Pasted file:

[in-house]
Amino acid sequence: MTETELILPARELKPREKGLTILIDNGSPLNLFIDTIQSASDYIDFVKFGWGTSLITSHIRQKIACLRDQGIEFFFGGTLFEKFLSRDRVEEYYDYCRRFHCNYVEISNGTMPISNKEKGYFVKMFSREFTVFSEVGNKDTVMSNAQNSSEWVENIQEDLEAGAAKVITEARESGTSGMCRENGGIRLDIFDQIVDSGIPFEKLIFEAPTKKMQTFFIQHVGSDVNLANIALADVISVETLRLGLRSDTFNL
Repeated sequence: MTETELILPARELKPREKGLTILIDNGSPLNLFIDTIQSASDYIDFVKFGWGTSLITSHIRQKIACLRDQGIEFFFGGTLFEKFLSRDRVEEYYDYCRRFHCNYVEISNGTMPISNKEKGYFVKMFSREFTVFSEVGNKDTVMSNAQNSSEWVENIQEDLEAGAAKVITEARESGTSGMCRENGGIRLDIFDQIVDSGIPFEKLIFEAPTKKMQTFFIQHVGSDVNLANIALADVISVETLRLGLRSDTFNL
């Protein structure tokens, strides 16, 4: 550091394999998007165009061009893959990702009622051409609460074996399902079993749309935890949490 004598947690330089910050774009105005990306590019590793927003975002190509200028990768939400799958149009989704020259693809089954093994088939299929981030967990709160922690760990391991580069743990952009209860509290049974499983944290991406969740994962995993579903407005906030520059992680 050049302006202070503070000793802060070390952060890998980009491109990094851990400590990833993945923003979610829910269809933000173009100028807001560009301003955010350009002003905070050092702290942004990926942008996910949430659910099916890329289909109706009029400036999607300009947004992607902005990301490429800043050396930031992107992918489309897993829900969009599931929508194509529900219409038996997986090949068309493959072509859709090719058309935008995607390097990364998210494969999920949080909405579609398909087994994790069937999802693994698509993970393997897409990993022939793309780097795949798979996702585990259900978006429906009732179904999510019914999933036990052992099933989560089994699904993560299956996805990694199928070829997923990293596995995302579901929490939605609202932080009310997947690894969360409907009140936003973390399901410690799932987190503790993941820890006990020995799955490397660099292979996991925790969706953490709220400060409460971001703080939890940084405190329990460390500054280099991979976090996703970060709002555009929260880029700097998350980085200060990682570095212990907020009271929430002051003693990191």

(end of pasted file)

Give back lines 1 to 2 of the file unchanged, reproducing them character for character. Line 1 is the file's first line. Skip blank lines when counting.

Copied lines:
[in-house]
Amino acid sequence: MTETELILPARELKPREKGLTILIDNGSPLNLFIDTIQSASDYIDFVKFGWGTSLITSHIRQKIACLRDQGIEFFFGGTLFEKFLSRDRVEEYYDYCRRFHCNYVEISNGTMPISNKEKGYFVKMFSREFTVFSEVGNKDTVMSNAQNSSEWVENIQEDLEAGAAKVITEARESGTSGMCRENGGIRLDIFDQIVDSGIPFEKLIFEAPTKKMQTFFIQHVGSDVNLANIALADVISVETLRLGLRSDTFNL